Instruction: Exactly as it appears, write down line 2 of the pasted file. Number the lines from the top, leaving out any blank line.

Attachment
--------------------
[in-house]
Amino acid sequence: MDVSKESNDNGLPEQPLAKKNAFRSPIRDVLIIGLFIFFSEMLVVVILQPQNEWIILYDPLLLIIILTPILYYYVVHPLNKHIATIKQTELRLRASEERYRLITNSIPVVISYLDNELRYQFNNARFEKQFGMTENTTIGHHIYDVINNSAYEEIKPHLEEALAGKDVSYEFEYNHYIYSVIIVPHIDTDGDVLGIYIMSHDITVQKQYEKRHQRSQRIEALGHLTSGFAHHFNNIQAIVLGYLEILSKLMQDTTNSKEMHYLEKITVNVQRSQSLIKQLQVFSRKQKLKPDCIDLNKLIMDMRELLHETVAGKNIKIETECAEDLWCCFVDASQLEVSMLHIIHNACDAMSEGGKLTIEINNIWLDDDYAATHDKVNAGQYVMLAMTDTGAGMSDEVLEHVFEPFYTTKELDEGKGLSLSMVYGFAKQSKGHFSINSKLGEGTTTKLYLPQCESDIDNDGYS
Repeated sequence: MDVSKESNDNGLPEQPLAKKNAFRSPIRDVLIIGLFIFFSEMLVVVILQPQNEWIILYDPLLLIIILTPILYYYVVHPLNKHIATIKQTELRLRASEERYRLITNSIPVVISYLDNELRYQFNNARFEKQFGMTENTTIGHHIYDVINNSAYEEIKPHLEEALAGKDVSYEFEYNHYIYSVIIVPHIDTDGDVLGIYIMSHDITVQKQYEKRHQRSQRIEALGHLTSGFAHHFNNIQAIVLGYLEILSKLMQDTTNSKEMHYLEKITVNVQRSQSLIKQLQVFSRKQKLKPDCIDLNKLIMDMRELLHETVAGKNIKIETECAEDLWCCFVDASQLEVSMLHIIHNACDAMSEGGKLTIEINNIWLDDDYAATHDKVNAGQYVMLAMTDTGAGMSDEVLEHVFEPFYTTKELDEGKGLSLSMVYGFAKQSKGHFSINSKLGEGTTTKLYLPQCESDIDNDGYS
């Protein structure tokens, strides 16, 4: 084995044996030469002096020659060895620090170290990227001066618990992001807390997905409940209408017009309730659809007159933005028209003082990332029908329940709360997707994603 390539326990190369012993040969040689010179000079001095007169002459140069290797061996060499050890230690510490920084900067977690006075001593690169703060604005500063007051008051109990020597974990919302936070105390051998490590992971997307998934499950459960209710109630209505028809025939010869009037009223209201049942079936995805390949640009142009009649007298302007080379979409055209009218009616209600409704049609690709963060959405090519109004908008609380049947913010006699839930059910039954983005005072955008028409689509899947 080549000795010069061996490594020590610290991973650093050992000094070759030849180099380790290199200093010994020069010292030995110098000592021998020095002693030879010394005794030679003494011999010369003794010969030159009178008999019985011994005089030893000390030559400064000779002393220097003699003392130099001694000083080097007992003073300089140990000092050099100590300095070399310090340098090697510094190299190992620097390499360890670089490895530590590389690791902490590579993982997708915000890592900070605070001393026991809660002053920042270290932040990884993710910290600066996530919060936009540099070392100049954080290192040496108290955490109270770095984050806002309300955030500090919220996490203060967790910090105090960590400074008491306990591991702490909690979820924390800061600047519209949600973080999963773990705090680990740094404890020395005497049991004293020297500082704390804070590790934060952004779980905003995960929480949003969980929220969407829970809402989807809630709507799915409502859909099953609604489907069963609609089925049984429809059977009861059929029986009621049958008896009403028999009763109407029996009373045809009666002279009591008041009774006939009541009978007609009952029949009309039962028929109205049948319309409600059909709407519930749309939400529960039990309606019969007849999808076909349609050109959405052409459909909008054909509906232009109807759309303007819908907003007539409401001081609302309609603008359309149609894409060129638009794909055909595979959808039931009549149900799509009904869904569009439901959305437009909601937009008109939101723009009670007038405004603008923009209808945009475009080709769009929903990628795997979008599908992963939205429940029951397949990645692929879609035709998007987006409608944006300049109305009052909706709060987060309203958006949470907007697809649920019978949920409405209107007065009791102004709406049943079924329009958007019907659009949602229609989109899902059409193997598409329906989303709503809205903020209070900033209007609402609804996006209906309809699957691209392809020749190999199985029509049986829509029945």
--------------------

Amino acid sequence: MDVSKESNDNGLPEQPLAKKNAFRSPIRDVLIIGLFIFFSEMLVVVILQPQNEWIILYDPLLLIIILTPILYYYVVHPLNKHIATIKQTELRLRASEERYRLITNSIPVVISYLDNELRYQFNNARFEKQFGMTENTTIGHHIYDVINNSAYEEIKPHLEEALAGKDVSYEFEYNHYIYSVIIVPHIDTDGDVLGIYIMSHDITVQKQYEKRHQRSQRIEALGHLTSGFAHHFNNIQAIVLGYLEILSKLMQDTTNSKEMHYLEKITVNVQRSQSLIKQLQVFSRKQKLKPDCIDLNKLIMDMRELLHETVAGKNIKIETECAEDLWCCFVDASQLEVSMLHIIHNACDAMSEGGKLTIEINNIWLDDDYAATHDKVNAGQYVMLAMTDTGAGMSDEVLEHVFEPFYTTKELDEGKGLSLSMVYGFAKQSKGHFSINSKLGEGTTTKLYLPQCESDIDNDGYS